After the show, several people came up to me and told me how rude they thought that group was.  They were rude, but you, and by you, I mean I, you have to be ready for events like that to occur when you step up on that stage.  It’s what you’re signing up for.  Also after the show, the drunk ring leader came up to me and asked if he could have a minute of my time.  My friend Linda was there and as I stuttered with “uhhh” she told him that whatever he had to say, he could say right there to all of us.  Then he started to launch into something about how my words from the stage made him feel.  And then, Linda cut him off and said, “Minute’s up, you’re done.”  And then his friends pulled him away.  

I realized as he was standing there, that I wasn’t mad at him at all.  He hadn’t ruined my set, it wasn’t great to begin with.  Also, as I said, I was proud of myself for shouting out, in essence, “I don’t want to be treated like that.”  My daily life is filled with experiences where I have to nod and say yes when I want to say no, where the person I’m talking to deserves to be told no.  But tonight, it went a little differently. And somewhere in the midst there is a lesson in forgiveness, forgiving myself and forgiving others. Sometimes, usually, it’s a process, and every once in a while, it is instantaneous.

Lucy

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A couple days ago, we recognized the four year anniversary of Michael Jackson’s death.  Whenever I think about MJ’s passing, I think about my dog Lucy who passed away a couple days after Michael.  This video I’ve posted was filmed two weeks after Lucy’s passing.  I remember talking to my friend Traci, the show’s producer, that morning, saying I didn’t know if I had it in me to go on stage and be funny. But sometimes grief can lend itself to comedy and the laughs get us through the sadness. Doing this piece helped me heal and move forward.    

Morning Swim

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If I’m lucky, every morning I start my day with a swim.  About four years ago, I joined a gym with access to an outdoor pool and ever since, swimming has been a regular part of my life. Because I swim, I tend to have a bit of a tan year round and at least once a day, someone will ask me where I got my tan.  I’ll tell them I swim regularly and they will always respond, “Oh, I loooove swimming.”  It amazes me how every time I start my first lap, I instantly feel like a child again.  I’m not a doctor or scientist, (insert best joke here) but I believe we love to swim because it subconciously reminds us of swimming in our mother’s bellies as fetuses.  Feel free to quote me on that.

The other reason I think we love swimming is that it’s sensual.  This blog adheres to a strict PG-13 guideline so I won’t elaborate too much further, but swimming is sexy.  People with attractive bodies look hot in swimsuits. 

I’ve compiled an album of swimming pools, please peruse, comment, if you feel compelled.  Summer’s here, it’s time to dive into the pool!

Who Am I Anyway, Part 2

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I found a few more Black and White headshots.  Looking at these pictures made me think about the times I had my pictures taken. My first headshot shoot was a photographer I found in Backstage. I had been in NY a few months, fretting about not having a headshot. He lived in Stuyvesant Town and took pictures out of his living room. I picked him because, even though I was very closeted at the time, I thought he was cute. He kept telling me to imagine the camera was a pretty girl that I liked. My second headshot shoot was with a fashion photographer my friend Tania knew. I worked as his assistant for a day and he gave me a discount rate on the session. I actually enjoyed working as his assistant, being on set for a catalog shoot at a loft in Chelsea. I don’t know where that picture is, but I do have the requisite jean shirt that was de rigueur for every 1994 actor headshot. When I moved to LA, I had to get new LA headshots. My favorite photographer was a guy named Sandy Spear. He lived near Sycamore and 4th and he’d take his pictures in the neighborhood. I think he charged something ridiculously affordable like $80/ roll and all you needed was one roll, because he was a great photographer. Also, his wife had been in the Off-Broadway production of the Real Live Brady Bunch as Marsha. I just looked him up and it looks like he lives in San Diego and is still taking pictures. I also had a photo shoot with a maitre d’ at one of the restaurants where I worked. He insisted on taking every actor’s picture. The one thing I most remember about the guy is that he kept slices of brisket in his suit jacket pocket so he could snack when he got hungry. The pictures aren’t too bad, but the Olin Mills type back drop blending with the Lance Bass frosted tips I had at the time make it look like there are fireworks coming out of my head. My last black and white photo shoot was a guy named Timothy Fielding in 2002. He asked me if I wanted to do half b & w and half color, I said no, I didn’t think the color trend would last very long.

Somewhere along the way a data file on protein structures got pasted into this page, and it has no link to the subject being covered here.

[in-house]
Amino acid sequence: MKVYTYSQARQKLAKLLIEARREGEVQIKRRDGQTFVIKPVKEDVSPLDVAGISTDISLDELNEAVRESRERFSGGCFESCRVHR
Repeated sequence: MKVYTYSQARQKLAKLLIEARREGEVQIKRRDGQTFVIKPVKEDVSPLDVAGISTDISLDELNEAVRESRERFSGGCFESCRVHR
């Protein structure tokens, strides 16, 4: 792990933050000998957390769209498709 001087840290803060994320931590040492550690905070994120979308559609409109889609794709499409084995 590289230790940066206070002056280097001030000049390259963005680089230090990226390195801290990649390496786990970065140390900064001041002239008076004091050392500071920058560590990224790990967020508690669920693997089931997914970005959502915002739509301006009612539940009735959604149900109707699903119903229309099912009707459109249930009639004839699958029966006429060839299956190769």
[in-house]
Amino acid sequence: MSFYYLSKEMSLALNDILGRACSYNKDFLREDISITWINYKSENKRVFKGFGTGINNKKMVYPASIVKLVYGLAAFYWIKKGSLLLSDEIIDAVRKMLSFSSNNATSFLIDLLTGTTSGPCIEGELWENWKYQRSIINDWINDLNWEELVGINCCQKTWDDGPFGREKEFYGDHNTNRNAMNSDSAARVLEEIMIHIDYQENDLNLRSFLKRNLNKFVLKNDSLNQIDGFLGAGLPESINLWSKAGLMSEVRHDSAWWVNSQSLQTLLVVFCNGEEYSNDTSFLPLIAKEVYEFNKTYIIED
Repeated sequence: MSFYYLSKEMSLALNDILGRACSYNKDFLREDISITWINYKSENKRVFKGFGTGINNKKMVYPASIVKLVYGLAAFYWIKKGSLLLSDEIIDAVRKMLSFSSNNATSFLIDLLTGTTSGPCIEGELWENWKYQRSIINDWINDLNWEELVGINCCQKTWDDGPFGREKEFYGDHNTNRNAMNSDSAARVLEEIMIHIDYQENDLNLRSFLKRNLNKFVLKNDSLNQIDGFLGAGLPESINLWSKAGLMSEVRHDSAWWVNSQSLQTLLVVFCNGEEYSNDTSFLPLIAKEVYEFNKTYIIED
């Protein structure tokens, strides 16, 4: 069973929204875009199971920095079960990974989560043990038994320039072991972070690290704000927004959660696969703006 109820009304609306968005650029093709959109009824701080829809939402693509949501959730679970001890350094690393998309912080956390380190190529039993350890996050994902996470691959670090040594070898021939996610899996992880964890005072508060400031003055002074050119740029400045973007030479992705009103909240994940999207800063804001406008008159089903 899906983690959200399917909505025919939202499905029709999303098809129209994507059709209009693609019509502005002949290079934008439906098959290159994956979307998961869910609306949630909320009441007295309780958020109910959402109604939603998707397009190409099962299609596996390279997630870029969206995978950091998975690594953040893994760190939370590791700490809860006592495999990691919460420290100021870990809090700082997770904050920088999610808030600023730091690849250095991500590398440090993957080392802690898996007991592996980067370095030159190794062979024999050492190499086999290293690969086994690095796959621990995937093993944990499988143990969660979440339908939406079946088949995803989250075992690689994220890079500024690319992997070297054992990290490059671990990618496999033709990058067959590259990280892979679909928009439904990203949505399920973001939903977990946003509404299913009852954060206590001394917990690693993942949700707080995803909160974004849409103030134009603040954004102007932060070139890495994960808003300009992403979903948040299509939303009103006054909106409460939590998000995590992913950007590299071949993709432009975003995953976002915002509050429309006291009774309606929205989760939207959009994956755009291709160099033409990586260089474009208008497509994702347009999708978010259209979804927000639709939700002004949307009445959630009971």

Who Am I, Anyway?

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A few years ago, I started collecting old black and white headshots. I love them. I like color headshots, too, but I think there is something so romantic and dramatic about the b & w’s. When I look at my old headshots, I want to start singing, “I really need this job, please God, I need this job…” Here are a few pics from my collection. Every one of them tells a story. Also, if you’re reading this and you want to send me YOUR old b & w headshot, please do.